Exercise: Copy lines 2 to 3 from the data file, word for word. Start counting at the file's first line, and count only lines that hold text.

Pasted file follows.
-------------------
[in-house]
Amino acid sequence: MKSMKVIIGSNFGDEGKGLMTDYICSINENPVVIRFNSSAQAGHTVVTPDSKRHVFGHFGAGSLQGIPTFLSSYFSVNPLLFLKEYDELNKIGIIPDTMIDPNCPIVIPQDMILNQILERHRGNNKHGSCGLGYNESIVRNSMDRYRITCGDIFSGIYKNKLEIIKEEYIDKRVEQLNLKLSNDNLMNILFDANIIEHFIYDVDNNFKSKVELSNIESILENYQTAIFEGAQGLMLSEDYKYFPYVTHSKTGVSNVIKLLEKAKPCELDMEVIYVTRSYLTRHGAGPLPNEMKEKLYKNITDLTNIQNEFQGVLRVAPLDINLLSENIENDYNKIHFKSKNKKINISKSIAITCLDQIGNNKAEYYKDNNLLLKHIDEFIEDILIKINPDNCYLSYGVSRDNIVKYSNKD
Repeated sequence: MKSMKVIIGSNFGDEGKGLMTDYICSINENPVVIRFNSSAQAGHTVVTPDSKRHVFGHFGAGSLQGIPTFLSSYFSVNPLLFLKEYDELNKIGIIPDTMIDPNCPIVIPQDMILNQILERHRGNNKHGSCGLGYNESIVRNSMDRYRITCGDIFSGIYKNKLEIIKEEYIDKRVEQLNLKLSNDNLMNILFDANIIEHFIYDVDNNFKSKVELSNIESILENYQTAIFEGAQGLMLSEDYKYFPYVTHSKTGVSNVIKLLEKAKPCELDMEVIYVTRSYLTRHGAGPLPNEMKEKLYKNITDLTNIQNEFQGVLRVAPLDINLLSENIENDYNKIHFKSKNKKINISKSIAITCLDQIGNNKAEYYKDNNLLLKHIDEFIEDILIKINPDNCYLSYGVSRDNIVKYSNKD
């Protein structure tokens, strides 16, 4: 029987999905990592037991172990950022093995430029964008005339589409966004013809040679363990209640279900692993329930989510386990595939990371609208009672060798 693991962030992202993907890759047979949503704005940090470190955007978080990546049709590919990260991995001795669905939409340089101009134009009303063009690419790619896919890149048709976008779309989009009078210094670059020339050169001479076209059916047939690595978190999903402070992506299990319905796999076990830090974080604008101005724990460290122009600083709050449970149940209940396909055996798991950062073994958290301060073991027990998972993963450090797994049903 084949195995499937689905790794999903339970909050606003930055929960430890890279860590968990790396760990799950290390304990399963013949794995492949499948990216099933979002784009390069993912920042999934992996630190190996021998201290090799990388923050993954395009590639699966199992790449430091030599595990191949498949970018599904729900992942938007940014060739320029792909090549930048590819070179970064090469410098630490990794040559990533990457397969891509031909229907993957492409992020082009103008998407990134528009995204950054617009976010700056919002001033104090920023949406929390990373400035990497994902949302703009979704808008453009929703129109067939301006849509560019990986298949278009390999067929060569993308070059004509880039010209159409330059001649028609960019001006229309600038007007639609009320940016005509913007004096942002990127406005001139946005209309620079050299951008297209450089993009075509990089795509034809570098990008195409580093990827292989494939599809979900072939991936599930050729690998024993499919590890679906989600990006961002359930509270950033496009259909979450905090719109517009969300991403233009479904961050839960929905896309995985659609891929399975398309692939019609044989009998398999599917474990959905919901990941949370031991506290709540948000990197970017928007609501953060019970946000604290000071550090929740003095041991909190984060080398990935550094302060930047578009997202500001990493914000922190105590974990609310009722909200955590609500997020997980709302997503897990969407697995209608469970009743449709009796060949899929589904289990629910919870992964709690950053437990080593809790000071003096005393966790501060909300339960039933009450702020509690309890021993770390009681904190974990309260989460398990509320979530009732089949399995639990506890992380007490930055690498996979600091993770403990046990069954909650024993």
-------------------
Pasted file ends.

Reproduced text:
Amino acid sequence: MKSMKVIIGSNFGDEGKGLMTDYICSINENPVVIRFNSSAQAGHTVVTPDSKRHVFGHFGAGSLQGIPTFLSSYFSVNPLLFLKEYDELNKIGIIPDTMIDPNCPIVIPQDMILNQILERHRGNNKHGSCGLGYNESIVRNSMDRYRITCGDIFSGIYKNKLEIIKEEYIDKRVEQLNLKLSNDNLMNILFDANIIEHFIYDVDNNFKSKVELSNIESILENYQTAIFEGAQGLMLSEDYKYFPYVTHSKTGVSNVIKLLEKAKPCELDMEVIYVTRSYLTRHGAGPLPNEMKEKLYKNITDLTNIQNEFQGVLRVAPLDINLLSENIENDYNKIHFKSKNKKINISKSIAITCLDQIGNNKAEYYKDNNLLLKHIDEFIEDILIKINPDNCYLSYGVSRDNIVKYSNKD
Repeated sequence: MKSMKVIIGSNFGDEGKGLMTDYICSINENPVVIRFNSSAQAGHTVVTPDSKRHVFGHFGAGSLQGIPTFLSSYFSVNPLLFLKEYDELNKIGIIPDTMIDPNCPIVIPQDMILNQILERHRGNNKHGSCGLGYNESIVRNSMDRYRITCGDIFSGIYKNKLEIIKEEYIDKRVEQLNLKLSNDNLMNILFDANIIEHFIYDVDNNFKSKVELSNIESILENYQTAIFEGAQGLMLSEDYKYFPYVTHSKTGVSNVIKLLEKAKPCELDMEVIYVTRSYLTRHGAGPLPNEMKEKLYKNITDLTNIQNEFQGVLRVAPLDINLLSENIENDYNKIHFKSKNKKINISKSIAITCLDQIGNNKAEYYKDNNLLLKHIDEFIEDILIKINPDNCYLSYGVSRDNIVKYSNKD